18 Why should my community have a management plan? Increased Public SafetyIncreased EfficiencyFacilitate Short- And Long-Term PlanningJustify BudgetsDocumentation
19 Management Plan Components Tree InventoriesTree Inventory and Mapping Data Management SoftwareTree Risk Reduction Plan/Emergency Storm ResponseTree Board or Advisory Council DevelopmentPublic Relations and EducationUrban Forest Cost/Benefit Analysis
20 What is a Tree Inventory? Statistically reliable survey of publicly owned and managed trees, used to determine:Location and the exact or estimated measurements of:Quantity and QualityHealth and trends of the urban forestDescription of other urban forest attributes:Potential planting sites,Utilities presentHardscape features
21 Tree Inventories Types Windshield Surveys Statistical Sample InventoriesPartial InventoriesComplete InventoriesUsing and Managing the Inventory DataInventory Data AnalysisPopulation CharacteristicsMaintenance and Planting ProgramsInsect and Disease Threats and ControlBudgets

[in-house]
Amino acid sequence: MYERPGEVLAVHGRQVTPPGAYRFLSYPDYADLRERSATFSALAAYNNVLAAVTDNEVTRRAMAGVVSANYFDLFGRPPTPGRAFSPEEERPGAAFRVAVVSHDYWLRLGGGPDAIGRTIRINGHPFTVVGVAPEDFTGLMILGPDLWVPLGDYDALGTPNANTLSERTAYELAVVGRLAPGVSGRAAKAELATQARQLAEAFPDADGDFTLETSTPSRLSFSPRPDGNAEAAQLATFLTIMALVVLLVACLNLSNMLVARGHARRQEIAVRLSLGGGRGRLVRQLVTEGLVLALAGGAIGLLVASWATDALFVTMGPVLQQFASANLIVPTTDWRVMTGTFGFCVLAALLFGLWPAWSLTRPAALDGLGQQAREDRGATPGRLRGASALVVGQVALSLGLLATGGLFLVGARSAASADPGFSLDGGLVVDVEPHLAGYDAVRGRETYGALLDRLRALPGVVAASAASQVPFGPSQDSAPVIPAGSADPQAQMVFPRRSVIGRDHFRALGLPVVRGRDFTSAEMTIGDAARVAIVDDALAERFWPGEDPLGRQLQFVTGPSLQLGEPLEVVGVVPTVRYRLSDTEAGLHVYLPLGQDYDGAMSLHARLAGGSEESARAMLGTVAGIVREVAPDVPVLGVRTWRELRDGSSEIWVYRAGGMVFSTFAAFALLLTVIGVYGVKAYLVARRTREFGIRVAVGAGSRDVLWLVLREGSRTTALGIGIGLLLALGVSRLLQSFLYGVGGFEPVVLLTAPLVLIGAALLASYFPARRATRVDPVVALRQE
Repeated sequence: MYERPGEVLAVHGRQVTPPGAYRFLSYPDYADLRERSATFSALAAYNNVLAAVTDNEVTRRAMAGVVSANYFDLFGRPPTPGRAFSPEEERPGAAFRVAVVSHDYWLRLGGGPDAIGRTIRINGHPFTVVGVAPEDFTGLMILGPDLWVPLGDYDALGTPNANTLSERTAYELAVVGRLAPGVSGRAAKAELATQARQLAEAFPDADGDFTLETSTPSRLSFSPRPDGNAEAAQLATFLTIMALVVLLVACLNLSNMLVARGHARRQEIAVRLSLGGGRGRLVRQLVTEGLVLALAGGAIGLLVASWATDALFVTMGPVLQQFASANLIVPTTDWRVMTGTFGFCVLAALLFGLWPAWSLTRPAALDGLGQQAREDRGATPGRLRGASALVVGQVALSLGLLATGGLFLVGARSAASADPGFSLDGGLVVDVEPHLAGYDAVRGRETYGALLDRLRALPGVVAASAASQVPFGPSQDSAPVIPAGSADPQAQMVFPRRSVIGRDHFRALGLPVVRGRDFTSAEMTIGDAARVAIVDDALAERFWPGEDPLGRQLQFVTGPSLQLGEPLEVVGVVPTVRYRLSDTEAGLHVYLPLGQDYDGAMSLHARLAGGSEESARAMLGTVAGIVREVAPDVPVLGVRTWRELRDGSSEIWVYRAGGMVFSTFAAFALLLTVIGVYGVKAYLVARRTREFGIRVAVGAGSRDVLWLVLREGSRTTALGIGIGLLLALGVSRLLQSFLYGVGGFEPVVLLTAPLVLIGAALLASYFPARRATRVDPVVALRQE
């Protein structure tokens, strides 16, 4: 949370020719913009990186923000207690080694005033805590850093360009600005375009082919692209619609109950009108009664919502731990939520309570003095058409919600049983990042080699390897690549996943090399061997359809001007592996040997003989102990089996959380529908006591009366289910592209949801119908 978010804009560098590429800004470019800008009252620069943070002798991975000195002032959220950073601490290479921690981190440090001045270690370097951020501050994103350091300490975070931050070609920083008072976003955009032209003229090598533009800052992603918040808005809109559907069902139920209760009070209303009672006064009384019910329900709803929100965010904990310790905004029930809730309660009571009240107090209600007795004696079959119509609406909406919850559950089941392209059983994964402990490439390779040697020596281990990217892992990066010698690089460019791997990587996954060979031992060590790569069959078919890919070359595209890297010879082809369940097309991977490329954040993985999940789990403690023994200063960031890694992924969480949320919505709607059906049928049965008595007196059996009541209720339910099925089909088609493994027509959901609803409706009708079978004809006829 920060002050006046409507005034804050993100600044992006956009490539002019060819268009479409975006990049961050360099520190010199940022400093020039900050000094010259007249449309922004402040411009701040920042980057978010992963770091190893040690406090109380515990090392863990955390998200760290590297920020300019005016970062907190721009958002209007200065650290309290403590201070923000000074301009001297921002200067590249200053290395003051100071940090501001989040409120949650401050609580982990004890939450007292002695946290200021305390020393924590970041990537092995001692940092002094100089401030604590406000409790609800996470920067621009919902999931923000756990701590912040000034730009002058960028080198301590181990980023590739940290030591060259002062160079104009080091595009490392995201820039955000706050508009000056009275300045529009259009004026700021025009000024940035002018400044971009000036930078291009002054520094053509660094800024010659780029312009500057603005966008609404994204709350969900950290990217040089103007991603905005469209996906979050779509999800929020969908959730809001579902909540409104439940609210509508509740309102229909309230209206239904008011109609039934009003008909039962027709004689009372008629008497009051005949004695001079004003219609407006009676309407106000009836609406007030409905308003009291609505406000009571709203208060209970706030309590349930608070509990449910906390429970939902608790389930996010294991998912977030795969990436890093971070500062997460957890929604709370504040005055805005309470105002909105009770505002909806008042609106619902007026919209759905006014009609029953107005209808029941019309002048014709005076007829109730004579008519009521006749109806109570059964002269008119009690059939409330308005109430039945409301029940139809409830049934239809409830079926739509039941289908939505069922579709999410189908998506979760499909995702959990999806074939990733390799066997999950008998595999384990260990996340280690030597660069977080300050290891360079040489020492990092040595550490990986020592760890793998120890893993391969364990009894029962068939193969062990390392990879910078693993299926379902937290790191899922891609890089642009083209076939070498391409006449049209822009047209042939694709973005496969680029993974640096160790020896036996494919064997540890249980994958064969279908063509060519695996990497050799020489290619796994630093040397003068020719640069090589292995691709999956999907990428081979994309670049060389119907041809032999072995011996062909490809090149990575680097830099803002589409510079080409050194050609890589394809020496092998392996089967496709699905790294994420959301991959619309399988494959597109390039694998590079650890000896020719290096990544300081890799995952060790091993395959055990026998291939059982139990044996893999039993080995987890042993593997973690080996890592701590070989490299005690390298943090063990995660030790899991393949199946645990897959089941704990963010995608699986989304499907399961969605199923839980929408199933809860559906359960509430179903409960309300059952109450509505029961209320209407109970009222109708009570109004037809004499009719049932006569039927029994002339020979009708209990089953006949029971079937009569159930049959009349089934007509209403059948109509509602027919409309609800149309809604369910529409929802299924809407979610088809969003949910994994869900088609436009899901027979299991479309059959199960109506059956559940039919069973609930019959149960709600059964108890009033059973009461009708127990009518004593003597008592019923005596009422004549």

22 Tree Risk Reduction Plan/ Emergency Storm Response Plan Risk Reduction plans include:Clearing leaves and woody debris from gutters and storm drainsSidewalk, street, and building clearance standardsLine-of-sight conflicts for street and safety signageBlockage of street lamps and traffic lightsConflicts with overhead and underground utilities
23 Tree Risk Reduction Plan/ Emergency Storm Response Plan Collecting and disposing of debris produced by catastrophic disasters, such as tornadoes, ice storms, hurricanes, and severe windsManaging increased:Threats to life from hanging limbs and uprooted treesHindrance to life-saving efforts by blocked streets and drivewaysPower outages and power restoration effortsPersonal and public property damage